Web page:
We need to talk about the patriarchy and men’s violenceNov 20, 2023
Yesterday was International Men’s Day, a perfect time to talk about the patriarchy and the harms it contributes to.
“On November 19, International Men’s Day celebrates worldwide the positive value men bring to the world, their families and communities. We highlight positive role models and raise awareness of men’s well-being. Our theme for 2023 is “Zero Male Suicide”. Together we can stop male suicide.”
8.6 Australians die every day by suicide. 75% of those who take their own life are male (ABS, 2022). https://www.lifeline.org.au/resources/data-and-statistics/
We live in a patriarchal society, where systems structure gender inequality between men and women, including relationships, beliefs, and values reflected in political, social, and economic systems. Where positions of dominance and privilege are predominantly held by men, where attributes seen as ‘feminine’ or pertaining to women are undervalued, while attributes regarded as ‘masculine’ or pertaining to men are privileged.
In this system of structures males are:
- Socialised to display/perform toxic masculinity traits such as dominance and aggression
- Encouraged to justify using control, violence and force to get their needs met
- Not allowed to ‘feel’ or ‘express’ all their emotions
- Led to believe they can’t express feelings and emotions, especially sensitive ones
- Prevented from learning how to have emotional needs met
- Disconnected from emotions and seeking help is seen as weak
- Encouraged to believe in rigid gender stereotypes
- Told to believe that men have power over women i.e. decision making and sexual dominance
- Led to fear expressing anything that is weak, soft, nurturing, caring
- Told to confirm to a script of a type of masculinity that says they must compete with each other, to prove their manhood, and deny being/feeling human
Enforcing these patterns of behaviour has failed men, and this culture of toxic masculinities contributes to men’s violence. Patriarchy harms everyone, it is a form of cultural violence. It is not always physical or obvious, but it is especially harmful to men’s health, wellbeing and relationhips.
“Patriarchy is about men – about male privilege, about men’s practices and relations, with women and perhaps more so with other men.” Michael Flood
‘Masculinity’ or perhaps more accurately ‘masculinities’ refers to traits or qualities that are stereotypically regarded as characteristics of men or boys being male. It’s important to note that toxic masculinity is different to masculinity, and being masculine isn’t toxic.
However, some stereotypically masculine characteristics are toxic and harmful, such as dominance, violence, sexual entitlement, lack of emotional regulation and hostility towards femininity. Masculinity is not something that is synonymous with harmful behaviour. The harmfulness is when traditional ideas of masculinity become toxic.
Whether through the media, pornography or movies/TV shows, young people are fed messages through their adolescence and teen years such as:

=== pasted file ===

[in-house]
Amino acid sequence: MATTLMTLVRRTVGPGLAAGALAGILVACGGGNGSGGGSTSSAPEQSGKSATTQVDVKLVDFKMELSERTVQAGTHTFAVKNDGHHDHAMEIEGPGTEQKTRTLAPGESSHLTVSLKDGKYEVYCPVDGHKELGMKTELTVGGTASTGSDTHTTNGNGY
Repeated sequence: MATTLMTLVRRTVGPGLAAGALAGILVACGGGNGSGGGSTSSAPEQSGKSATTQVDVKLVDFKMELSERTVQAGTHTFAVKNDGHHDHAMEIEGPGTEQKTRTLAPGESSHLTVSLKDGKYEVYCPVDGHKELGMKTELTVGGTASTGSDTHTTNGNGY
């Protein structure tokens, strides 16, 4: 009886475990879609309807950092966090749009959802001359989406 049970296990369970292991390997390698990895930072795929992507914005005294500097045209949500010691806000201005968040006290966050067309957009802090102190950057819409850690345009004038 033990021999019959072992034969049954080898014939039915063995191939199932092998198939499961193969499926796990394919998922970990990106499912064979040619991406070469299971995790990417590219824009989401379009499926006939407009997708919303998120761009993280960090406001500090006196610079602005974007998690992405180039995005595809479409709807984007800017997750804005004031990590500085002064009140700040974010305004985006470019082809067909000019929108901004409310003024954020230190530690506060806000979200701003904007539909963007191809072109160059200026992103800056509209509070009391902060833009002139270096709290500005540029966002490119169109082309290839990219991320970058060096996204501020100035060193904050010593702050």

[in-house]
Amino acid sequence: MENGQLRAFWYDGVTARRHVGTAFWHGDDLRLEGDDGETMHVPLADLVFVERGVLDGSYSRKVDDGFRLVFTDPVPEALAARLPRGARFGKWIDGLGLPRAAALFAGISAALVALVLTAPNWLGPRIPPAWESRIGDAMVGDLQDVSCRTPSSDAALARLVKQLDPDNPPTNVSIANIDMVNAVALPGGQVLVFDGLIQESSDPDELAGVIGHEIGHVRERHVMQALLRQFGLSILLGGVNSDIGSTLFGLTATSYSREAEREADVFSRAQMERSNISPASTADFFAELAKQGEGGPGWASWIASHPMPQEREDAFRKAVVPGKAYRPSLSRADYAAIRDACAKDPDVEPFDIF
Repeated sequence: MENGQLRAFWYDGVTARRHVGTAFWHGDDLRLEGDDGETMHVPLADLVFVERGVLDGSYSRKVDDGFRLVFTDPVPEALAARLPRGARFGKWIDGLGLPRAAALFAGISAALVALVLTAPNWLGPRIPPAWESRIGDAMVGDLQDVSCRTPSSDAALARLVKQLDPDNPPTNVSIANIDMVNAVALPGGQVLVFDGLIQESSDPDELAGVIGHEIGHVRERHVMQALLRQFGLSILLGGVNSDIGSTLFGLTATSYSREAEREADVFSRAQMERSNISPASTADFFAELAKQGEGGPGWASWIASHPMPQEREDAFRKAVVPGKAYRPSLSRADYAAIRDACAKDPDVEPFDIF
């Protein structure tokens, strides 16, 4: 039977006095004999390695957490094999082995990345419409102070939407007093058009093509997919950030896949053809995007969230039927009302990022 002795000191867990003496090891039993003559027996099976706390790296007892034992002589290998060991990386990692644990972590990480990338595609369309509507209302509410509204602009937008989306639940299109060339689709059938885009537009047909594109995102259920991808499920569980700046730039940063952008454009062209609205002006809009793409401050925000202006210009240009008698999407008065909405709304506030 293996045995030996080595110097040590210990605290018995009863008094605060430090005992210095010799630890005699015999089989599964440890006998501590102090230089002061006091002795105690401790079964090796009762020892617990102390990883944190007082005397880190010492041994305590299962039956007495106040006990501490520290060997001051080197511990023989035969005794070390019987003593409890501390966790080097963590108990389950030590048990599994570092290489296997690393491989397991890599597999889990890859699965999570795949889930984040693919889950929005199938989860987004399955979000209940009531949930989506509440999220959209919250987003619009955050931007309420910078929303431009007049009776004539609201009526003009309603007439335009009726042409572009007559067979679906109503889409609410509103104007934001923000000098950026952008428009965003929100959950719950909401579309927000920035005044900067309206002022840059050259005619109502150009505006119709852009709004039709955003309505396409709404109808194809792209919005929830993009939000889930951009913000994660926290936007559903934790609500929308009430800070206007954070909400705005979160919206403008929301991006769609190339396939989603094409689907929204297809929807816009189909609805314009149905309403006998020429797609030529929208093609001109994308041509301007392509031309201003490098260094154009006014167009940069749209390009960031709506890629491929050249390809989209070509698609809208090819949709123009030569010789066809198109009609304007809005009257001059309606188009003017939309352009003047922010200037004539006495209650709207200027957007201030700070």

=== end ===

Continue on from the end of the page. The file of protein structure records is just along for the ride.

- Men are entitled to sex
- Men have an uncontrollable sex drive
- Women are objects
This messaging is dangerous, as it sets the foundation and normalises men’s violence against women. A recent Australian Government report estimated that one in five women (18%) and one in 20 men (4.7%) had experienced sexual assault or sexual threat since the age of 15.
According to Our Watch:
- Violence against women is overwhelmingly perpetrated by men
- On average one woman is killed every week by a partner or former partner
- Women are sexually assaulted at a rate almost seven times higher than men
A common refrain I see online is “It’s not all men.” Of course it isn’t; however, we all need to criticise the sexism and violence that some men perpetuate, often multiple times and against multiple victims. Even one violent male committing sexual assault is one too many. We all need to do something about it.
This article from the Sydney Morning Herald suggests that “Australia needs to view violence against women as a problem for male perpetrators, not the victims, if it is to make progress in stopping the scourge … It’s a new guide for policymakers to flip the emphasis away from ‘response and women, to prevention and men’ and calls for systemic change rather than just individual action. ”
It is so important that change starts from the top down, so that we can address underlying gender inequalities. However, we can’t wait for the Government to act on this.
Parents and carers, not only are you shaping the lives of the young children around you everyday, but they are learning about the world around them - what they hear, see and talk about. I encourage you to counteract the harmful messaging around toxic masculinity by having open and honest conversations with them. Use teachable moments when you hear a sexist ad on the radio or watch a movie character fail to ask for consent.
How can you talk to your children about toxic masculinity and raise them as feminists who believe in equality for all?
- Allow them to be emotional
- Support them to healthily express emotions
- Emphasise the importance of consent, empathy, respect in all kinds of relationships
- Raise them to question societal expectations and avoid adherence to rigid gender stereotypes
- Encourage them to engage in the prevention of men’s violence against all genders
I encourage all parents to visit The Australian Government's Stop it at the Start Respect Checklist to give you an indication of what your child might believe, and how they could react to disrespectful behaviour.
Other resources on this topic: